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Tuesday, January 31, 2023
Arch-i-text: There is no historical evidence that Breakenridge owned slaves
1823 Breakenridge Regency. Brian Marshall
1819 Breakenridge NeoClassical. Brian Marshall
1816 Breakenridge Georgian Cottage. Brian Marshall

A teacher selected a group of 10 students and instructed them one after another to whisper the sentence she gave the first child into the ear of the next and so on until it reached the last student in line.

Then, when that last student was asked to voice the sentence, what he said bore no relation to what the teacher had originally whispered.

In repeating, each child had inadvertently altered what they thought they had heard.

This is often how actual history mutates by verbal repetition over the passage of time. Truth is lost, urban myth is born and gradually mistaken for fact.

For instance, the urban myth that John Breakenridge, the individual who was responsible for the construction of three of NOTL’s finest surviving early 19th-century houses, was an immigrant from Virginia.

This story is completely false but it was dutifully repeated in Margaret Dunn’s book, “Historic Niagara on the Lake,” where she refers to Breakenridge as a “Virginia lawyer” and in Tom Cruickshank’s book, “Old Ontario Houses – Traditions in Local Architecture,” in which he writes in reference to Breakenridge: “His roots were in Virginia …” 

In fact, John Breakenridge was born in Leeds County, Upper Canada, in 1798. He was the sixth child born to David and Hester Breakenridge.

A Vermont Loyalist, David, having served in the King’s Royal Rangers, posted in Lower Canada during and after the American Revolution subsequently moving to Upper Canada circa 1783.

He was an ordained Methodist minister and served as a justice of the peace in both Lower and Upper Canada.

In 1812, John Breakenridge is listed in the Common Roll of the Law Society of Upper Canada as a “student at law” and there is evidence he read law in the York offices of William Baldwin.

While studying law, John met and in 1816 married William’s youngest sister, Mary. The young couple purchased the lot at 363 Simcoe St. in Niagara-on-the Lake and built their first home, a year prior to John being called to the bar.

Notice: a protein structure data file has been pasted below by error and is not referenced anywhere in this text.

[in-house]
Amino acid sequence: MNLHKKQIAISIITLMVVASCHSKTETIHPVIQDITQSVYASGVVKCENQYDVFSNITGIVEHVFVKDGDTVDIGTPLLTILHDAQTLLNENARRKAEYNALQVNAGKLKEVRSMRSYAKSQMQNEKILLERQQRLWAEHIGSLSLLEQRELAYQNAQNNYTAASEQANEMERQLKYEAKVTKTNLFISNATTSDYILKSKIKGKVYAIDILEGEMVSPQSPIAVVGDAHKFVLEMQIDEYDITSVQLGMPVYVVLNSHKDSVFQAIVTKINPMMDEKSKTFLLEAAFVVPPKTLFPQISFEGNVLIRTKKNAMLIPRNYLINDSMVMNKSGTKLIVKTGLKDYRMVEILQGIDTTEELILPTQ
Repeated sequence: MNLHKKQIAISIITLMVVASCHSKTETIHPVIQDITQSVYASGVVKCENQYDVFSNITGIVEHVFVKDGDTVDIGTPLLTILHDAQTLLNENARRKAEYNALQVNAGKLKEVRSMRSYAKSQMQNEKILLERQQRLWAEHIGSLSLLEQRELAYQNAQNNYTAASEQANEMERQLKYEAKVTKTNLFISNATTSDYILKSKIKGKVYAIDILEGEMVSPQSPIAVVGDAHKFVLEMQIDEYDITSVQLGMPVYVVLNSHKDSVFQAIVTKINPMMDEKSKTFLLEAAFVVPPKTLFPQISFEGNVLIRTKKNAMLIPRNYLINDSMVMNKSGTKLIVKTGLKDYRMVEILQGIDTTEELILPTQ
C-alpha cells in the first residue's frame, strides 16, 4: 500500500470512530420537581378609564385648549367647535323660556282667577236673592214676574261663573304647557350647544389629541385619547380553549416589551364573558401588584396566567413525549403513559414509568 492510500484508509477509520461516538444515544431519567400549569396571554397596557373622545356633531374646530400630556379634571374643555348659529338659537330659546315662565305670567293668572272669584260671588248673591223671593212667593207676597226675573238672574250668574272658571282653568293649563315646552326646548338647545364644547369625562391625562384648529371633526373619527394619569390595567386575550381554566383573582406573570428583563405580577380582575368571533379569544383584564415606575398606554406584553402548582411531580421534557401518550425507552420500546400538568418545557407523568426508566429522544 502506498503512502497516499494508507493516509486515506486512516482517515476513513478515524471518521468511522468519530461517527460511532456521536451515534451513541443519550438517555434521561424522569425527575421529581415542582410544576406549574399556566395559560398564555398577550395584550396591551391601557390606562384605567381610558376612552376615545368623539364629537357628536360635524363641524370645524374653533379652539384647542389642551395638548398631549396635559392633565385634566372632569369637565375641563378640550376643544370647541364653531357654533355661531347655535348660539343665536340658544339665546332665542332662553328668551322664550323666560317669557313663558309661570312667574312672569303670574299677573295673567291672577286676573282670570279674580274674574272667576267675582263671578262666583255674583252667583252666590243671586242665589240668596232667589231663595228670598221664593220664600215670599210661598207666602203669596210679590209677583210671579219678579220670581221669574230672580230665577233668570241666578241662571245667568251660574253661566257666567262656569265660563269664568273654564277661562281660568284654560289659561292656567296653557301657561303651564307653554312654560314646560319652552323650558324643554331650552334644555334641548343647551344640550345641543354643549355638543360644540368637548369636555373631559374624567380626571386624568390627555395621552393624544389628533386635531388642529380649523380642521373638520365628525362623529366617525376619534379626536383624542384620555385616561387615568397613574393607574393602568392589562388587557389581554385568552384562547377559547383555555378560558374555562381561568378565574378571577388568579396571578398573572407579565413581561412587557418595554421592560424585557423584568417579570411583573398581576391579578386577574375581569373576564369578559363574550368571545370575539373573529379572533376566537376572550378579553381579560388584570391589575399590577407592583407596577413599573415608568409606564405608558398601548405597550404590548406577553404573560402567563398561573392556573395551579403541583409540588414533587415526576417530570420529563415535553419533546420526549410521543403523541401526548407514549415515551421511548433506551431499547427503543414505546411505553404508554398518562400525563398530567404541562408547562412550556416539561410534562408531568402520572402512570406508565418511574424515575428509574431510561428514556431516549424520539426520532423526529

As his fortunes improved, John purchased the one-acre lot at the corner of William and Mississagua and built this larger home for his growing family in 1819.

As both his success and family size continued to grow, he purchased the vacant one-acre lot fronting on Centre Street and, in 1823, built a larger, more socially impressive residence into which he, Mary and their children moved in February 1824.

In 1828, at 39 years old, John died, leaving Mary a widow with five children and a substantial debt that took her many years to clear.

Now, let us visit another extremely important event in the history of Upper Canada.

In 1793, the sale and forced transportation of Chloe Cooley by her owner, Adam Vrooman (a Loyalist immigrant residing in Queenston), provided Upper Canada’s Lt.- Gov. John Graves Simcoe and Attorney General John White, both avowed abolitionists, the opportunity to move through the assembly legislation the “Act to Limit Slavery in Upper Canada.”

Given royal assent in Newark (Niagara-on-the-Lake) on July 9, 1793, this was the first legislation to limit slavery in any British colony.

While it did not abolish the institution for those enslaved prior to its enactment, among other things the legislation prohibited the importation of enslaved persons and freed the children of slaves upon majority.

This act directly reflected the strong and growing social attitude against the institution of slavery across Upper Canada.

At the time of the law’s passage, there were between 500 and 700 persons enslaved in Upper Canada (the vast majority being owned by Revolutionary War Loyalists) and this count dropped continually thereafter as it became ever increasingly socially unacceptable to own another human being. 

The last recorded sale of a slave in Upper Canada occurred in 1824. Ten years later, the British parliament passed the Slavery Abolition Act, which outlawed the institution of slavery in all British holdings and colonies.  

Being of a somewhat cynical nature, I might suggest this trend was significantly supported by the importation of indentured servants from Britain. An indentured servant required no personal investment, whereas the price of a slave exceeded the cost of a handsome house and land in Upper Canada. 

Which brings us back to another urban myth that there are slaves buried on the 240 Centre St. property.

John Breakenridge was less than four years old when the Act to Limit Slavery in Upper Canada was given royal assent. He was raised in a time when slavery was socially unacceptable and bluntly, uneconomic.

There exists no historical records that he ever purchased a slave. The one-acre property he purchased at Mississagua and Centre streets was vacant and no survey from the period shows any building having been previously constructed on the plot (eliminating the possibility of a previous slave-owning householder).

Another urban myth which, with proper research, can easily be demonstrated as blatantly incorrect.

And, to avoid another urban myth being spawned, the 240 Centre St. “barn” was built mid-20th century by the Bernard family who owned the property at that time. 

* Grateful acknowledgement to D. Phibbs U.E., B.A. (Hons), J.D. for his legal/historical research on John Breakenridge.   

Brian Marshall is a NOTL realtor, author and expert consultant on architectural design, restoration and heritage.

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